The Jaws of Life

Perhaps one of the greatest unsung marketing success stories of the past 25 years has been that of the Jaws of Life.

Take this story about an accident on the Confederation Bridge for example: “The bridge was closed for about two hours while rescue crews used the jaws of life to free the injured.” Or this story about an accident on the Charlottetown bypass: “Firefighters used the “jaws of life” to cut the youths out of the vehicle.” Or this story. Or this one.

Jaws of Life is a registered trademark of Hale Products Inc.. Originally developed by Hurst Performance as a race track tool, the products’s history page says “Because the tool reduced the time to extricate a victim from a car crash, literally snatching them from the ‘jaws of death’, the tool earned the name Jaws of Life.”

What’s odd about the Jaws of Life is that whenever they are used to rescue someone in an accident, this fact is mentioned in news stories. It’s almost like the company has an product placement deal with media outlets. Imagine if every product, from ladders to hoses to stretchers, was mentioned, by its trade name, in accident reports.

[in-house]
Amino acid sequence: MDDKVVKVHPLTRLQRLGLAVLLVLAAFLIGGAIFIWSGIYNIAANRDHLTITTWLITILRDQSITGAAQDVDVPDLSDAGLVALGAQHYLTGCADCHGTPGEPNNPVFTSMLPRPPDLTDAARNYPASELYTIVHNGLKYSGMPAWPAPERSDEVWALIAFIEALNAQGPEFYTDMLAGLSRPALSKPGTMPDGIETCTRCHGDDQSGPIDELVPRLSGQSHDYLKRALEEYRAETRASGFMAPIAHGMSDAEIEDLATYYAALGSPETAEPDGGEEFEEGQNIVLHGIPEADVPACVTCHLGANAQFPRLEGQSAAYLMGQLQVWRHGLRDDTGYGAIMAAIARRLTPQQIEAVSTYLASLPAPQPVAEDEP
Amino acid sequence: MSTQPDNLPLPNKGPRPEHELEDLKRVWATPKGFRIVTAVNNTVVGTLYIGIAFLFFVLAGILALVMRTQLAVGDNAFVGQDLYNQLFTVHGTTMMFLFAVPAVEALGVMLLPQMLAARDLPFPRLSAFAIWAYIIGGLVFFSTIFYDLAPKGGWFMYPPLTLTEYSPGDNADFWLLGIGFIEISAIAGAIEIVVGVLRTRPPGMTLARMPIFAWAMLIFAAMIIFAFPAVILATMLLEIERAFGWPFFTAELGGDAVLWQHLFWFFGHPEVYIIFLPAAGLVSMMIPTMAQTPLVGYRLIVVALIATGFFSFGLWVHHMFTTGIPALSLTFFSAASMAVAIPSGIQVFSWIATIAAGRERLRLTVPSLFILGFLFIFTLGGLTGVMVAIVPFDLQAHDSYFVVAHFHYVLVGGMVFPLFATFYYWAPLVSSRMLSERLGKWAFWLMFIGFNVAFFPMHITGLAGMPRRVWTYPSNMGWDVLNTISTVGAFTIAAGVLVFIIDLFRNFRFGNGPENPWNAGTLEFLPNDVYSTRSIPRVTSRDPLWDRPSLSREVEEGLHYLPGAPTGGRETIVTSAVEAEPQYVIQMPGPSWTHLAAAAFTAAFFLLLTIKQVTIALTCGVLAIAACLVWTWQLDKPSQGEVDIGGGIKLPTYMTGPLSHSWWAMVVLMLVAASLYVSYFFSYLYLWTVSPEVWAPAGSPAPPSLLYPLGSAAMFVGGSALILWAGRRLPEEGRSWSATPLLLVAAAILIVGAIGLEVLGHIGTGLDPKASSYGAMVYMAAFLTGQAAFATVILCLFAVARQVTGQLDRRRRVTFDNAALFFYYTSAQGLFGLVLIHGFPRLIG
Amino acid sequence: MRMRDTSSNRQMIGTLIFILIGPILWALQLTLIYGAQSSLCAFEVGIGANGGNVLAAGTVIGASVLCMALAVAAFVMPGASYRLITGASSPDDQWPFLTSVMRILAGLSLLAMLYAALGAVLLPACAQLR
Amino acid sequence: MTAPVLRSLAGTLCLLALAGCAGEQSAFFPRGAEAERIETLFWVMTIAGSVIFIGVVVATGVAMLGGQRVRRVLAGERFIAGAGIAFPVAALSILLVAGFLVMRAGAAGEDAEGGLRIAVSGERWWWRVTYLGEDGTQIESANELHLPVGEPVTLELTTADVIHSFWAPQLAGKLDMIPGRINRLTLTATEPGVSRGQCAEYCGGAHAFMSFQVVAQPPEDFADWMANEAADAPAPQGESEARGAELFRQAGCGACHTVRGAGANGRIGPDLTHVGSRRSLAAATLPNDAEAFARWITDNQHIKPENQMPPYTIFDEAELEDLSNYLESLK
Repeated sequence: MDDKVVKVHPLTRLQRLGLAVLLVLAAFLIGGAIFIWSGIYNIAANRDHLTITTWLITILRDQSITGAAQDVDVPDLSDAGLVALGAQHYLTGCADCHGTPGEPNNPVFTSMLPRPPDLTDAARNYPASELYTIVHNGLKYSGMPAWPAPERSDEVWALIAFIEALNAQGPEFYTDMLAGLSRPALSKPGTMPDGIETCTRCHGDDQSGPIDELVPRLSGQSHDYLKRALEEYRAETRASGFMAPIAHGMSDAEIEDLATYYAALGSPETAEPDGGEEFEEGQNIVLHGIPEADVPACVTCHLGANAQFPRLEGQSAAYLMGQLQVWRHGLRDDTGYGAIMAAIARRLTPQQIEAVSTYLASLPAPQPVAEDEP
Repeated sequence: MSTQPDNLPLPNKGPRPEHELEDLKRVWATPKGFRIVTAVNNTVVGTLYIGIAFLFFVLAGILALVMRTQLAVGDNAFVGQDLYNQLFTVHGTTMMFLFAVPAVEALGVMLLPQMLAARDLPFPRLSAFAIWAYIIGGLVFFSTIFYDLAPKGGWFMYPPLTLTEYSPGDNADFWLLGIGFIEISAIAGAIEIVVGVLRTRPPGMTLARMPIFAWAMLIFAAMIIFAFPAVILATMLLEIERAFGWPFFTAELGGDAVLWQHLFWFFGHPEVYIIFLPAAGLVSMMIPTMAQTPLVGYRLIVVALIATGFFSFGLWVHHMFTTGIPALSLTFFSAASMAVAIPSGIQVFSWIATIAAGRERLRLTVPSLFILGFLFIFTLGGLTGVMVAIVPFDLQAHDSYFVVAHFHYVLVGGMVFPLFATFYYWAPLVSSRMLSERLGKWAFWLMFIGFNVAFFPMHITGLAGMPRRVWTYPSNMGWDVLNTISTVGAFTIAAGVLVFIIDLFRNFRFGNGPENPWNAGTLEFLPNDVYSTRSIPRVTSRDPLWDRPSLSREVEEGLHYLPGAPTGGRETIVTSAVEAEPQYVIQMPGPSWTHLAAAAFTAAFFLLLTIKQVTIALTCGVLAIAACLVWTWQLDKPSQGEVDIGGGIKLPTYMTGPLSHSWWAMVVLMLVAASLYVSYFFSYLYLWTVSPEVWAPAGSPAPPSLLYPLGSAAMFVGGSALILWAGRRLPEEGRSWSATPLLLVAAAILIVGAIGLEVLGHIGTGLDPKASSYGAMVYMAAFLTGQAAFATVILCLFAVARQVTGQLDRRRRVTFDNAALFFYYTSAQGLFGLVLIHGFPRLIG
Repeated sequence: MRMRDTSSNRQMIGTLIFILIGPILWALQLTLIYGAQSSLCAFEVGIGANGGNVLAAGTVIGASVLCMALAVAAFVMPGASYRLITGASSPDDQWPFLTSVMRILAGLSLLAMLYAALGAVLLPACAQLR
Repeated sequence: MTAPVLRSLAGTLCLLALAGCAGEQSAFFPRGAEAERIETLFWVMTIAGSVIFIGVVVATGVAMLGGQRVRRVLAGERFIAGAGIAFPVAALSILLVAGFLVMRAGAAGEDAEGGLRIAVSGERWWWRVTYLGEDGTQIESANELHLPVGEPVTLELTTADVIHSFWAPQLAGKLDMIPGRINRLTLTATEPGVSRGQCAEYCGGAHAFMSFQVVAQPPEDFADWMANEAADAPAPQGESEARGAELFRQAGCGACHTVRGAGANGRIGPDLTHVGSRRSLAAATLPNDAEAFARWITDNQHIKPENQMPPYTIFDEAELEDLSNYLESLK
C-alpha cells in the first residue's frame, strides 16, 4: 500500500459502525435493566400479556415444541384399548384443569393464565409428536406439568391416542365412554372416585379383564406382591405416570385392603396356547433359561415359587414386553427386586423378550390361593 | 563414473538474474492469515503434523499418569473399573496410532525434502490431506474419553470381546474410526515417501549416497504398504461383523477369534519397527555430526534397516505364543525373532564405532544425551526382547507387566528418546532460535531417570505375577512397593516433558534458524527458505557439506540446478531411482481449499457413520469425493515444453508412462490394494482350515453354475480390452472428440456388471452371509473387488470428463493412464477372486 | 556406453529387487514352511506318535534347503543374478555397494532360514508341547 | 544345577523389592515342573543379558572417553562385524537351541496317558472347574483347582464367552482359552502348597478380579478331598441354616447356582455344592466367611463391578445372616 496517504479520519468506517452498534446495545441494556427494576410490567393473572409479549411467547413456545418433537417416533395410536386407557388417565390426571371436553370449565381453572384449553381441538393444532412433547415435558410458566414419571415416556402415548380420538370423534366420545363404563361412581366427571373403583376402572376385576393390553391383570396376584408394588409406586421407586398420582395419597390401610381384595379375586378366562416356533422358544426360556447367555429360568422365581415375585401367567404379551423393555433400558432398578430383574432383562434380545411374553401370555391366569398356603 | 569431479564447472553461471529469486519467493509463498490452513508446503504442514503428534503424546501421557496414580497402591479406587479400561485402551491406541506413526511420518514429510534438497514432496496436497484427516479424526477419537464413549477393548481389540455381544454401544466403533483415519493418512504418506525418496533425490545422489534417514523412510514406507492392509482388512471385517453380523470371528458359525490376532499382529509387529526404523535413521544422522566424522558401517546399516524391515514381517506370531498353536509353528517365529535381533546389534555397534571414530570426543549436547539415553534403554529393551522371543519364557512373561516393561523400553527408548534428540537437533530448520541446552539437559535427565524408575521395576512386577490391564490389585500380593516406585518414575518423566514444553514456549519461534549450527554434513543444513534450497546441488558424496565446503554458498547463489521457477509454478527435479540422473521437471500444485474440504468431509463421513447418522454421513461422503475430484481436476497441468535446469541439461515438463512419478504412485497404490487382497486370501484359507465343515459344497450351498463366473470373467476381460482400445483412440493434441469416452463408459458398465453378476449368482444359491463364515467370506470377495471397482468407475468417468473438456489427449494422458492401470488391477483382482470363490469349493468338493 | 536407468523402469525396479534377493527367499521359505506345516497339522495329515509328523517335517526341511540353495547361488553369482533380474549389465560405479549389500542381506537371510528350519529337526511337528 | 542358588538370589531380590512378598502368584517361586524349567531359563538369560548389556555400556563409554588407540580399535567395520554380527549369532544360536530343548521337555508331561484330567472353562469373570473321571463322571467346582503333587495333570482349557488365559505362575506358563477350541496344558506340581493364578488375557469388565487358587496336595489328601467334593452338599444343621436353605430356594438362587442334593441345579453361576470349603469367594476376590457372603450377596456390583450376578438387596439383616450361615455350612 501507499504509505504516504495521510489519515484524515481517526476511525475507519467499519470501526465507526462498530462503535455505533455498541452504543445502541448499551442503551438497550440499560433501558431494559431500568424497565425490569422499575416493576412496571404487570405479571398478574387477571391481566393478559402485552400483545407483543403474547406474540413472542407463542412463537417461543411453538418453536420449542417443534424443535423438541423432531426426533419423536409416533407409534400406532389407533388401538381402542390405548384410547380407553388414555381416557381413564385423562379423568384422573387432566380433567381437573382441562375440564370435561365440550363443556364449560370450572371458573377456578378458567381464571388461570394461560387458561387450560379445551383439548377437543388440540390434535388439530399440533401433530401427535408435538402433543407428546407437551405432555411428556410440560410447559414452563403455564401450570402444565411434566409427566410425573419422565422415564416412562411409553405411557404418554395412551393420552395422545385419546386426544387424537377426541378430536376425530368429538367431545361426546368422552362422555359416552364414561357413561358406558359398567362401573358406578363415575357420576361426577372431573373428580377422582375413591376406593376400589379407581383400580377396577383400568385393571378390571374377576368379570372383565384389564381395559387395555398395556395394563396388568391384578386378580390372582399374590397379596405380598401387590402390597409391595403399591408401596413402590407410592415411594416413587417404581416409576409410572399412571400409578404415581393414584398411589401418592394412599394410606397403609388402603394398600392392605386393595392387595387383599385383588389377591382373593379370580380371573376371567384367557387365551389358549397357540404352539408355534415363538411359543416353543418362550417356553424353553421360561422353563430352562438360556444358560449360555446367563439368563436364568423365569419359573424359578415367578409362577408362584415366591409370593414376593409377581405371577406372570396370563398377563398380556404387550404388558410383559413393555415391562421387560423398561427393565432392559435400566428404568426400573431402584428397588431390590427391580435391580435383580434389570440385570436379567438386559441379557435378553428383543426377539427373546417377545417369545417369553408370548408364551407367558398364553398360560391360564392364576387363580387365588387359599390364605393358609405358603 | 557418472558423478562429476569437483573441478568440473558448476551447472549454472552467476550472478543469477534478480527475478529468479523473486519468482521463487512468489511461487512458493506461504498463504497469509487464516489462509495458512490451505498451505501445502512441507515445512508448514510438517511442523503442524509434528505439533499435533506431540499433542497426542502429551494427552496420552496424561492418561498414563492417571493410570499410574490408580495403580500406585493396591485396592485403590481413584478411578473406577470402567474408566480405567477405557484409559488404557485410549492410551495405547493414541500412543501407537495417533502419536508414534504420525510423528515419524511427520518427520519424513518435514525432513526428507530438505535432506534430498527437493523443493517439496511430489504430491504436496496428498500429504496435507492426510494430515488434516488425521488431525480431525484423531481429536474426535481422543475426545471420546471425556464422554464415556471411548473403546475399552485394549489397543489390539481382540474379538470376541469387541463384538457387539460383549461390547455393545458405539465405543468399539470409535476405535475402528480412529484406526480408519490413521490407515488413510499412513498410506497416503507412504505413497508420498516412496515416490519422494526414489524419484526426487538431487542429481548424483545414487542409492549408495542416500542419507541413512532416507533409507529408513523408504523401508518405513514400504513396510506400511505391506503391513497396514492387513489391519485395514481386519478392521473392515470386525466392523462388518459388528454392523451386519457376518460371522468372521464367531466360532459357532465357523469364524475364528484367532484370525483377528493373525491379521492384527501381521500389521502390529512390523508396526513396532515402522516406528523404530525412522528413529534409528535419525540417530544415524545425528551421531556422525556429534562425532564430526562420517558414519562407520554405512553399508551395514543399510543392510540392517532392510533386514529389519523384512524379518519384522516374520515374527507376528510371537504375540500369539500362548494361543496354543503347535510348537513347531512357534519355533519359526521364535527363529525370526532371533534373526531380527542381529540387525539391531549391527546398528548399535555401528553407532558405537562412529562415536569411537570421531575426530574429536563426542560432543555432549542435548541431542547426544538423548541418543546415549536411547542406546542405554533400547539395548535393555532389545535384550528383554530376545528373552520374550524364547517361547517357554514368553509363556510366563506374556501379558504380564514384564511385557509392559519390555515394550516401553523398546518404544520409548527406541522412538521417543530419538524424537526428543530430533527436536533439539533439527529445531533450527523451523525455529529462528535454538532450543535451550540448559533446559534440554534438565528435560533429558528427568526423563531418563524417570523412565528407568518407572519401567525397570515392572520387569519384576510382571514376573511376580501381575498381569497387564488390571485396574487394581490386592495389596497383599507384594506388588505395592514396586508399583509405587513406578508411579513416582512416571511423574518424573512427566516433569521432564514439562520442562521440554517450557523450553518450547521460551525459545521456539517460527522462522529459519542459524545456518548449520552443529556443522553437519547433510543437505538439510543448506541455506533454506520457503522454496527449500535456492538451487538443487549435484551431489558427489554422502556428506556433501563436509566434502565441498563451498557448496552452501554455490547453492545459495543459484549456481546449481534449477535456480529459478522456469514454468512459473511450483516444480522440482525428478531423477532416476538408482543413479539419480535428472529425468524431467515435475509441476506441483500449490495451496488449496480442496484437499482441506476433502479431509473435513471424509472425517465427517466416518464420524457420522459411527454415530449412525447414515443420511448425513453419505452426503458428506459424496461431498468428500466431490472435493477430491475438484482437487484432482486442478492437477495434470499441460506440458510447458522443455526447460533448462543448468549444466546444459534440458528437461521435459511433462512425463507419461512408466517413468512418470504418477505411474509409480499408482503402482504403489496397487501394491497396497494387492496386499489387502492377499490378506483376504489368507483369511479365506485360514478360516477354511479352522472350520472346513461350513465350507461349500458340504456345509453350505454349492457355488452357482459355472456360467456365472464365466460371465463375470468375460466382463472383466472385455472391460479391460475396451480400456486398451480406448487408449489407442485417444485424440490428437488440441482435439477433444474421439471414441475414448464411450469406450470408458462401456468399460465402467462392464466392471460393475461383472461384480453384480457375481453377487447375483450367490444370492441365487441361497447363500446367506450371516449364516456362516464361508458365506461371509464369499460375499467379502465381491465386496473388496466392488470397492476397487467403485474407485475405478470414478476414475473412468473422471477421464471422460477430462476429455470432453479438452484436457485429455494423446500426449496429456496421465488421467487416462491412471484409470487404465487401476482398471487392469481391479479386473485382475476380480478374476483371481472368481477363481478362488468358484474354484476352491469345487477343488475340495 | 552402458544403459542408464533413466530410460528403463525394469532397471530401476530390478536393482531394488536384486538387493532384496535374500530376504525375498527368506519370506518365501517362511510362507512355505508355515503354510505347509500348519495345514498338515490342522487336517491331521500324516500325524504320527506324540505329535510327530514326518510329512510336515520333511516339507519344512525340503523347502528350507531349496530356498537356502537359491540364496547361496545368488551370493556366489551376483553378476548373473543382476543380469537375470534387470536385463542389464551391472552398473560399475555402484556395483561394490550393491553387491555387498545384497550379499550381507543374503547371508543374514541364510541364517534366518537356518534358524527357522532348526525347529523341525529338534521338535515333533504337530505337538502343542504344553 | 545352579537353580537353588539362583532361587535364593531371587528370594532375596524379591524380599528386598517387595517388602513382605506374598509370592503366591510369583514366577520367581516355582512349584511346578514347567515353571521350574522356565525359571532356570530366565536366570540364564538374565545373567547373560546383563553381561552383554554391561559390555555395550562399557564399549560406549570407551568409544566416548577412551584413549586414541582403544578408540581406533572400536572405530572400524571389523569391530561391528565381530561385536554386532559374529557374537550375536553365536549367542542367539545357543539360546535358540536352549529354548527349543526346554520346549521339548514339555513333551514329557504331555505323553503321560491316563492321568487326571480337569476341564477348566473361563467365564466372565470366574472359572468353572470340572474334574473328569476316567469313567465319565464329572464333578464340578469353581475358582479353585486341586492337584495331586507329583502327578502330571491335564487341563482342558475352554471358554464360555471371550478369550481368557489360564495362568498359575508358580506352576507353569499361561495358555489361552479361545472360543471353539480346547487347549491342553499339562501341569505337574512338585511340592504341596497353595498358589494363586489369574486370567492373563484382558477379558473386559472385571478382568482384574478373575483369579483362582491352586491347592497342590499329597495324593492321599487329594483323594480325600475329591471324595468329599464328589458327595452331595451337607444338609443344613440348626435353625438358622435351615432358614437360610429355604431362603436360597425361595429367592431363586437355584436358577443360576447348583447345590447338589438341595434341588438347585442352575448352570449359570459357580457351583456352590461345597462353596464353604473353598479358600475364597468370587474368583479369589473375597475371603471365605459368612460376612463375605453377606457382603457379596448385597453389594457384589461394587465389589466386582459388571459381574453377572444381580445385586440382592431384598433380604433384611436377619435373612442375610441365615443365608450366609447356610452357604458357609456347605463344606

While I can understand the novelty of mentioning the Jaws of Life when a fire department originally purchases them, or when they were a novel product, this has been going on for a long, long time.

Perhaps my friends in the media can enlighten me?

The How Stuff Works site has a good page that explains how the Jaws of Life work, by the way.

Comments

Ken's picture
Ken on February 24, 2003 - 16:50

Probably because they are the only piece of new gear we bought for our fireman in the last ten years and they are in the habit of justify their expense.
Does every fire department in PEI have them yet?
If not, then keep mentioning them every chance you get.

Alan's picture
Alan on February 24, 2003 - 17:02

Other similar brands which in themselves describe the substance — kleenex, skidoo, coke. But none of these save lives.

Oliver Baker's picture
Oliver Baker on February 26, 2003 - 19:25

The reason newspapers use it I imagine is that they think it communicates what happened in the fewest words possible—although in fact the words just puzzled and annoyed me forever until somehow I learned what these things were. But besides succintness, I suppose the words offer journalists a legitamate excuse to use some appropriately romantic and dramatic language, instead of an unavoidably mundane and clinical phrase like “they cut open the roof of the car and pulled her onto the street.” In other words, I guess I don’t know exactly why newspapers use it.

Ken's picture
Ken on February 28, 2003 - 22:05

Is there a machine called “The Buttocks of Death” out there, lurking?

Scott's picture
Scott on May 10, 2004 - 00:16

There are now several manufactures of heavy hydraulic spreaders. What makes it sweeter for Hurst/Hale is that no matter what brand is used, the media says “Jaws of Life”.

Add new comment